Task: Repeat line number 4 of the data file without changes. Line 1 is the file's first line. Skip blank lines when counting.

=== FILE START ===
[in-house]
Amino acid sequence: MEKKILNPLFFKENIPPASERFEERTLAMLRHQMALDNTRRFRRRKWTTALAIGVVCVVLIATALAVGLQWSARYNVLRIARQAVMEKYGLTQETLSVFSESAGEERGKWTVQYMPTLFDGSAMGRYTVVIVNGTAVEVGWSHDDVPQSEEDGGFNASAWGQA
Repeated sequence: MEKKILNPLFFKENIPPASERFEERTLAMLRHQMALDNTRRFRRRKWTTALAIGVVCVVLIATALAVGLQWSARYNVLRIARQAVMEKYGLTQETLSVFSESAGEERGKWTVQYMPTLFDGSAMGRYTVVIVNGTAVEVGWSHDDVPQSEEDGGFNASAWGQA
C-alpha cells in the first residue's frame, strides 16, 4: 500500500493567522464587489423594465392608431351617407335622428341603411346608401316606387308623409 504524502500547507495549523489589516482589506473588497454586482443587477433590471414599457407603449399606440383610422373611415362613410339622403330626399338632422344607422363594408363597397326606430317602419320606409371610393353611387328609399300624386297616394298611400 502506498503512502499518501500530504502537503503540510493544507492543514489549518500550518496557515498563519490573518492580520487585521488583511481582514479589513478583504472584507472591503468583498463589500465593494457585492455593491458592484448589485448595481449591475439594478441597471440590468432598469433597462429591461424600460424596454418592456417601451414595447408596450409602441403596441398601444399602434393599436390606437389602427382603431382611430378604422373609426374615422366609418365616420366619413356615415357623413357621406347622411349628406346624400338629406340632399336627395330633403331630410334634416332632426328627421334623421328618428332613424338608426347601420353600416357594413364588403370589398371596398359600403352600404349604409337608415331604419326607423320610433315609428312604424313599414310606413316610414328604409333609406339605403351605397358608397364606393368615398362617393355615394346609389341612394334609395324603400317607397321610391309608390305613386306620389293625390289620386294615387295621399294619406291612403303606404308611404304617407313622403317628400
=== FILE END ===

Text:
C-alpha cells in the first residue's frame, strides 16, 4: 500500500493567522464587489423594465392608431351617407335622428341603411346608401316606387308623409 504524502500547507495549523489589516482589506473588497454586482443587477433590471414599457407603449399606440383610422373611415362613410339622403330626399338632422344607422363594408363597397326606430317602419320606409371610393353611387328609399300624386297616394298611400 502506498503512502499518501500530504502537503503540510493544507492543514489549518500550518496557515498563519490573518492580520487585521488583511481582514479589513478583504472584507472591503468583498463589500465593494457585492455593491458592484448589485448595481449591475439594478441597471440590468432598469433597462429591461424600460424596454418592456417601451414595447408596450409602441403596441398601444399602434393599436390606437389602427382603431382611430378604422373609426374615422366609418365616420366619413356615415357623413357621406347622411349628406346624400338629406340632399336627395330633403331630410334634416332632426328627421334623421328618428332613424338608426347601420353600416357594413364588403370589398371596398359600403352600404349604409337608415331604419326607423320610433315609428312604424313599414310606413316610414328604409333609406339605403351605397358608397364606393368615398362617393355615394346609389341612394334609395324603400317607397321610391309608390305613386306620389293625390289620386294615387295621399294619406291612403303606404308611404304617407313622403317628400